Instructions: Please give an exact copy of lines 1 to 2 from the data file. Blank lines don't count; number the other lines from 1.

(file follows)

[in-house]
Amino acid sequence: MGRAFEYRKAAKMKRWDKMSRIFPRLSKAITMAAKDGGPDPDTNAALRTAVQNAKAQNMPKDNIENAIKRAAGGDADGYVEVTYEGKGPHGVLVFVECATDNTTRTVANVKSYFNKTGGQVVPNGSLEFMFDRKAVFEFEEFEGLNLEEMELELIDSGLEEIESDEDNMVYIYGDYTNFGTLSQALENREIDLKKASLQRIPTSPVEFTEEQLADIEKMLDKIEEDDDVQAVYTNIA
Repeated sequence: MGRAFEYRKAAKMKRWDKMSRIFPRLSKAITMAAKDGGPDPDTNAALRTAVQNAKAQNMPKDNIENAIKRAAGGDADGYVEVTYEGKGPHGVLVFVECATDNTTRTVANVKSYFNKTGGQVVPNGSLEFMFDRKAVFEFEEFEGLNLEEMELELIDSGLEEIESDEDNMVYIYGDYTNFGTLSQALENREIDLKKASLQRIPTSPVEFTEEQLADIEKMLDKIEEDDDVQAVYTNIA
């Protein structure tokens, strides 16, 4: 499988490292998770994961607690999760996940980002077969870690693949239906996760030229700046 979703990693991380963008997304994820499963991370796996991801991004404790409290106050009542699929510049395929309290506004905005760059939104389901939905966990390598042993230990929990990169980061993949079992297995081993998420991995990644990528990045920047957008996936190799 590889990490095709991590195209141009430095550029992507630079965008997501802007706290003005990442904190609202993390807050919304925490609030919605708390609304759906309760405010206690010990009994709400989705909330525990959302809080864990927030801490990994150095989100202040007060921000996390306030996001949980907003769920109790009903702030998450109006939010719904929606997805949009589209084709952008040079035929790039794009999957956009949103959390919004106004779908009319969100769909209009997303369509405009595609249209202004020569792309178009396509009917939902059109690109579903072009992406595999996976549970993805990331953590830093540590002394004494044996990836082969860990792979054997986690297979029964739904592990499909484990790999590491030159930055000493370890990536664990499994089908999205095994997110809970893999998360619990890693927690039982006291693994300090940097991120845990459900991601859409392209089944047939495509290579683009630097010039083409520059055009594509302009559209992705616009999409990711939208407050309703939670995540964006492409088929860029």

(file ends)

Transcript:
[in-house]
Amino acid sequence: MGRAFEYRKAAKMKRWDKMSRIFPRLSKAITMAAKDGGPDPDTNAALRTAVQNAKAQNMPKDNIENAIKRAAGGDADGYVEVTYEGKGPHGVLVFVECATDNTTRTVANVKSYFNKTGGQVVPNGSLEFMFDRKAVFEFEEFEGLNLEEMELELIDSGLEEIESDEDNMVYIYGDYTNFGTLSQALENREIDLKKASLQRIPTSPVEFTEEQLADIEKMLDKIEEDDDVQAVYTNIA